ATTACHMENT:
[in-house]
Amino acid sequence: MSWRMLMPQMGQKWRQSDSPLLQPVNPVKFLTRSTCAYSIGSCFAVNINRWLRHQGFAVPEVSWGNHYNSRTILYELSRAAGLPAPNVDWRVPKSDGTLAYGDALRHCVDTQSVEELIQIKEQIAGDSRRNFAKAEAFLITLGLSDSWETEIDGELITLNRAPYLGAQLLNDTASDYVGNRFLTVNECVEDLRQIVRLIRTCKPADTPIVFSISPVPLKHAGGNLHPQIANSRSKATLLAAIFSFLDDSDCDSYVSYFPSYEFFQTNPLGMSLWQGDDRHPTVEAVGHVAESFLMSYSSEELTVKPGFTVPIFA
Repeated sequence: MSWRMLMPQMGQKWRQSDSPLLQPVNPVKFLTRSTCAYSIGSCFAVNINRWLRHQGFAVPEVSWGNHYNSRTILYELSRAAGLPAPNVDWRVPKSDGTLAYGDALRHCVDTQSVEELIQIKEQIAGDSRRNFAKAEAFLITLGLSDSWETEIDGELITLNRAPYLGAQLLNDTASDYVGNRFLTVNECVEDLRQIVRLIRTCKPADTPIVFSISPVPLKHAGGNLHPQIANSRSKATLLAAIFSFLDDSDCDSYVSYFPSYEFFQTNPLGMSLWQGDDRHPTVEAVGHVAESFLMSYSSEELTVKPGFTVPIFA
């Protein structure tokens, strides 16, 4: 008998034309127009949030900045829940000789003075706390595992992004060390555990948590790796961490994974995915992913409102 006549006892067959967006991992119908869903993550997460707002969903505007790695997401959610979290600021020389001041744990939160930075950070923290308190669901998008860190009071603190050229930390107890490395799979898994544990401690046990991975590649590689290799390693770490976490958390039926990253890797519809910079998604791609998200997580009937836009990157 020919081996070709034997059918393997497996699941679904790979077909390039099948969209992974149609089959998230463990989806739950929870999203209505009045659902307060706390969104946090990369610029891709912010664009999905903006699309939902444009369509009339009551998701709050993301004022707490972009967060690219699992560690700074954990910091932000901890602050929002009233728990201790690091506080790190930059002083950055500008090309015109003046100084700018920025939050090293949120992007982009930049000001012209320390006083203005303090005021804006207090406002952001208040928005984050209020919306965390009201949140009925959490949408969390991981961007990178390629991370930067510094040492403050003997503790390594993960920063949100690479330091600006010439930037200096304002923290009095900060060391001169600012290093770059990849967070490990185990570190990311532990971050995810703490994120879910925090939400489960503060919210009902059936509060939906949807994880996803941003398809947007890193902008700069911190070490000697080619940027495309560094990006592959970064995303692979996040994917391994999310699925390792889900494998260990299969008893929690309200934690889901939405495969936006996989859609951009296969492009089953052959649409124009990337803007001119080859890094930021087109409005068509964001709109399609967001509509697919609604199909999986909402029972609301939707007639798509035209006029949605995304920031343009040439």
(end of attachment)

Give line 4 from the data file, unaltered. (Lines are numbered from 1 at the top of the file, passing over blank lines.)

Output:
């Protein structure tokens, strides 16, 4: 008998034309127009949030900045829940000789003075706390595992992004060390555990948590790796961490994974995915992913409102 006549006892067959967006991992119908869903993550997460707002969903505007790695997401959610979290600021020389001041744990939160930075950070923290308190669901998008860190009071603190050229930390107890490395799979898994544990401690046990991975590649590689290799390693770490976490958390039926990253890797519809910079998604791609998200997580009937836009990157 020919081996070709034997059918393997497996699941679904790979077909390039099948969209992974149609089959998230463990989806739950929870999203209505009045659902307060706390969104946090990369610029891709912010664009999905903006699309939902444009369509009339009551998701709050993301004022707490972009967060690219699992560690700074954990910091932000901890602050929002009233728990201790690091506080790190930059002083950055500008090309015109003046100084700018920025939050090293949120992007982009930049000001012209320390006083203005303090005021804006207090406002952001208040928005984050209020919306965390009201949140009925959490949408969390991981961007990178390629991370930067510094040492403050003997503790390594993960920063949100690479330091600006010439930037200096304002923290009095900060060391001169600012290093770059990849967070490990185990570190990311532990971050995810703490994120879910925090939400489960503060919210009902059936509060939906949807994880996803941003398809947007890193902008700069911190070490000697080619940027495309560094990006592959970064995303692979996040994917391994999310699925390792889900494998260990299969008893929690309200934690889901939405495969936006996989859609951009296969492009089953052959649409124009990337803007001119080859890094930021087109409005068509964001709109399609967001509509697919609604199909999986909402029972609301939707007639798509035209006029949605995304920031343009040439």